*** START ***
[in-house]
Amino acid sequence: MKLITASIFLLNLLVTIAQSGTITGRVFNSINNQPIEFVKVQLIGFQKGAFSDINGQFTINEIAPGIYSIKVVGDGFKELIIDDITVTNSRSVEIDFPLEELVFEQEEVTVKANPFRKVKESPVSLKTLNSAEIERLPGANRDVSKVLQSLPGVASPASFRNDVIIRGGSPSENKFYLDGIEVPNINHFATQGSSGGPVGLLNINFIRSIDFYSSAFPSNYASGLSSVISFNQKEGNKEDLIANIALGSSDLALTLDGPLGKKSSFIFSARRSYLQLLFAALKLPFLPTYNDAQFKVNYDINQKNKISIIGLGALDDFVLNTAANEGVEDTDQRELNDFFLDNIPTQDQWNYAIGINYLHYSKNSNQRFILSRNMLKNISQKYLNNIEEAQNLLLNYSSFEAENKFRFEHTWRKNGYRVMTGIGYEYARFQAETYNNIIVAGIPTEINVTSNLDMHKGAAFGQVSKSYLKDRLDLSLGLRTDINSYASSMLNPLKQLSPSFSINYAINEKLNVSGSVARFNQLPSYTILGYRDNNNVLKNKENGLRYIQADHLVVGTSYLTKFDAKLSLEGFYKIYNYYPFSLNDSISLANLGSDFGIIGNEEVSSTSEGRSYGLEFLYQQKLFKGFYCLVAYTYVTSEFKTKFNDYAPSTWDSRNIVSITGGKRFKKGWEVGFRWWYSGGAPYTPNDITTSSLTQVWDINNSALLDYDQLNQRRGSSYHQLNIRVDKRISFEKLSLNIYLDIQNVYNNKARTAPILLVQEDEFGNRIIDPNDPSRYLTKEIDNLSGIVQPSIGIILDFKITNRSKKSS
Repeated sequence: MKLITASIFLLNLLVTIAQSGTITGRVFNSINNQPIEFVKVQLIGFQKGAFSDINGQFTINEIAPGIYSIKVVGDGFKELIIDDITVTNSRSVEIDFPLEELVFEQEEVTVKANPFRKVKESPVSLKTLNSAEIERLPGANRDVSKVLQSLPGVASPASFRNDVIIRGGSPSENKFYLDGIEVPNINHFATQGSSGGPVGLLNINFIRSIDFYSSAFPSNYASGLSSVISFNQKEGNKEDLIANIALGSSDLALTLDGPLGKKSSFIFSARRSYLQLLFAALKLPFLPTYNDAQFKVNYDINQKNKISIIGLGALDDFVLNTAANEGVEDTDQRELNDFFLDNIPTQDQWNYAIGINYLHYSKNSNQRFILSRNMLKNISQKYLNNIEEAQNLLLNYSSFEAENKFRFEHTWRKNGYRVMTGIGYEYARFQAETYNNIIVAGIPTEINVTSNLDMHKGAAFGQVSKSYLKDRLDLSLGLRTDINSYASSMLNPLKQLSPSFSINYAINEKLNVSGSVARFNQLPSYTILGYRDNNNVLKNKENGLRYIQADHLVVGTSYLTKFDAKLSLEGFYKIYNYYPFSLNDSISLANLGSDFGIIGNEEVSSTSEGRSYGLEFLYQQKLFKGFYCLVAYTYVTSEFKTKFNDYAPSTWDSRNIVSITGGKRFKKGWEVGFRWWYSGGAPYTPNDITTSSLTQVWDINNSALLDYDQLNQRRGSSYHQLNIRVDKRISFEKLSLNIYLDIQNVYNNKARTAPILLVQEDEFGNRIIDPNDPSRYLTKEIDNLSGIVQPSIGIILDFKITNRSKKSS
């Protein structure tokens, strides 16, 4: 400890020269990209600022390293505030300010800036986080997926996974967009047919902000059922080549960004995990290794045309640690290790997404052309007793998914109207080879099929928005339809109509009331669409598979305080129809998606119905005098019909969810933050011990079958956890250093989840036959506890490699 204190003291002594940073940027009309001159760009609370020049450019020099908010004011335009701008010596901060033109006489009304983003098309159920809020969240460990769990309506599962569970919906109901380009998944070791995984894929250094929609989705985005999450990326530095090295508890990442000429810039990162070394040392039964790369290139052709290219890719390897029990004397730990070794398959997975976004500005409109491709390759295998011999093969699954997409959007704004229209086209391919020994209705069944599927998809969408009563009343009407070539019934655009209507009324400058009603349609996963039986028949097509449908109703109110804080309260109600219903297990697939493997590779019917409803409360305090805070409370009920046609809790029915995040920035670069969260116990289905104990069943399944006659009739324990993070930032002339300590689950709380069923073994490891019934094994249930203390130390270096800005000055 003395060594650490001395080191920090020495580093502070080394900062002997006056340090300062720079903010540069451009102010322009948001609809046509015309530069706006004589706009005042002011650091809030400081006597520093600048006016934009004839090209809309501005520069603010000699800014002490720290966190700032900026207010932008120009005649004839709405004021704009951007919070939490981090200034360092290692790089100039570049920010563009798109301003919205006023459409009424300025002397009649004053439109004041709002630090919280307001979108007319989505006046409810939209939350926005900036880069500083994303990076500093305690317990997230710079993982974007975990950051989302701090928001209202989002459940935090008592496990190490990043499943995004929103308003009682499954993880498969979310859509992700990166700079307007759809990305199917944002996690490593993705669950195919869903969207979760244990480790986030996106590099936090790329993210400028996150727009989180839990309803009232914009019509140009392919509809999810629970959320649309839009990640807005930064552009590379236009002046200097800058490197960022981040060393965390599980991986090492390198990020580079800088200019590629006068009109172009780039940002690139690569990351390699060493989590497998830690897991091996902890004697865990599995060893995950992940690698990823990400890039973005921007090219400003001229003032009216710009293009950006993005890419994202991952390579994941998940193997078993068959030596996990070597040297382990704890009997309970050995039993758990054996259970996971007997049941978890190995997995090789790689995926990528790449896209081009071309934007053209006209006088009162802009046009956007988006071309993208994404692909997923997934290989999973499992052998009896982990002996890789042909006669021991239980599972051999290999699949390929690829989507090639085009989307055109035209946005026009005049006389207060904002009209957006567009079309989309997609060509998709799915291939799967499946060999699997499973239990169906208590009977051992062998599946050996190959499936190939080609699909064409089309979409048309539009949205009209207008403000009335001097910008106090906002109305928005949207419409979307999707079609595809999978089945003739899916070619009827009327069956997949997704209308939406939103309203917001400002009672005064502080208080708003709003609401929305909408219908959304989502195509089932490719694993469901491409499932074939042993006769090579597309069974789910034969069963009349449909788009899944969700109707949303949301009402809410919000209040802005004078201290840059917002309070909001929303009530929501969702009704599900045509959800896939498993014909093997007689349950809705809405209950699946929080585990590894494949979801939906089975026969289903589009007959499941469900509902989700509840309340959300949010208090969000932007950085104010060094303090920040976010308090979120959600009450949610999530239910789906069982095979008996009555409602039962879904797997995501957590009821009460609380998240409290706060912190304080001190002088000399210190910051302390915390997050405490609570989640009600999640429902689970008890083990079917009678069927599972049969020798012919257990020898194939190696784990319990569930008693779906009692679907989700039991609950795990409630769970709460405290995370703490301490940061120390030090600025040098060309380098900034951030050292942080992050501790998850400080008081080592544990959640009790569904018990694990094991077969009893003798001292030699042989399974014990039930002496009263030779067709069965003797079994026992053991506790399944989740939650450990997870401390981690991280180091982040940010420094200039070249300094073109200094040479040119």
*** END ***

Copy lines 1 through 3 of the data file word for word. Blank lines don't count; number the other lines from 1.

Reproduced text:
[in-house]
Amino acid sequence: MKLITASIFLLNLLVTIAQSGTITGRVFNSINNQPIEFVKVQLIGFQKGAFSDINGQFTINEIAPGIYSIKVVGDGFKELIIDDITVTNSRSVEIDFPLEELVFEQEEVTVKANPFRKVKESPVSLKTLNSAEIERLPGANRDVSKVLQSLPGVASPASFRNDVIIRGGSPSENKFYLDGIEVPNINHFATQGSSGGPVGLLNINFIRSIDFYSSAFPSNYASGLSSVISFNQKEGNKEDLIANIALGSSDLALTLDGPLGKKSSFIFSARRSYLQLLFAALKLPFLPTYNDAQFKVNYDINQKNKISIIGLGALDDFVLNTAANEGVEDTDQRELNDFFLDNIPTQDQWNYAIGINYLHYSKNSNQRFILSRNMLKNISQKYLNNIEEAQNLLLNYSSFEAENKFRFEHTWRKNGYRVMTGIGYEYARFQAETYNNIIVAGIPTEINVTSNLDMHKGAAFGQVSKSYLKDRLDLSLGLRTDINSYASSMLNPLKQLSPSFSINYAINEKLNVSGSVARFNQLPSYTILGYRDNNNVLKNKENGLRYIQADHLVVGTSYLTKFDAKLSLEGFYKIYNYYPFSLNDSISLANLGSDFGIIGNEEVSSTSEGRSYGLEFLYQQKLFKGFYCLVAYTYVTSEFKTKFNDYAPSTWDSRNIVSITGGKRFKKGWEVGFRWWYSGGAPYTPNDITTSSLTQVWDINNSALLDYDQLNQRRGSSYHQLNIRVDKRISFEKLSLNIYLDIQNVYNNKARTAPILLVQEDEFGNRIIDPNDPSRYLTKEIDNLSGIVQPSIGIILDFKITNRSKKSS
Repeated sequence: MKLITASIFLLNLLVTIAQSGTITGRVFNSINNQPIEFVKVQLIGFQKGAFSDINGQFTINEIAPGIYSIKVVGDGFKELIIDDITVTNSRSVEIDFPLEELVFEQEEVTVKANPFRKVKESPVSLKTLNSAEIERLPGANRDVSKVLQSLPGVASPASFRNDVIIRGGSPSENKFYLDGIEVPNINHFATQGSSGGPVGLLNINFIRSIDFYSSAFPSNYASGLSSVISFNQKEGNKEDLIANIALGSSDLALTLDGPLGKKSSFIFSARRSYLQLLFAALKLPFLPTYNDAQFKVNYDINQKNKISIIGLGALDDFVLNTAANEGVEDTDQRELNDFFLDNIPTQDQWNYAIGINYLHYSKNSNQRFILSRNMLKNISQKYLNNIEEAQNLLLNYSSFEAENKFRFEHTWRKNGYRVMTGIGYEYARFQAETYNNIIVAGIPTEINVTSNLDMHKGAAFGQVSKSYLKDRLDLSLGLRTDINSYASSMLNPLKQLSPSFSINYAINEKLNVSGSVARFNQLPSYTILGYRDNNNVLKNKENGLRYIQADHLVVGTSYLTKFDAKLSLEGFYKIYNYYPFSLNDSISLANLGSDFGIIGNEEVSSTSEGRSYGLEFLYQQKLFKGFYCLVAYTYVTSEFKTKFNDYAPSTWDSRNIVSITGGKRFKKGWEVGFRWWYSGGAPYTPNDITTSSLTQVWDINNSALLDYDQLNQRRGSSYHQLNIRVDKRISFEKLSLNIYLDIQNVYNNKARTAPILLVQEDEFGNRIIDPNDPSRYLTKEIDNLSGIVQPSIGIILDFKITNRSKKSS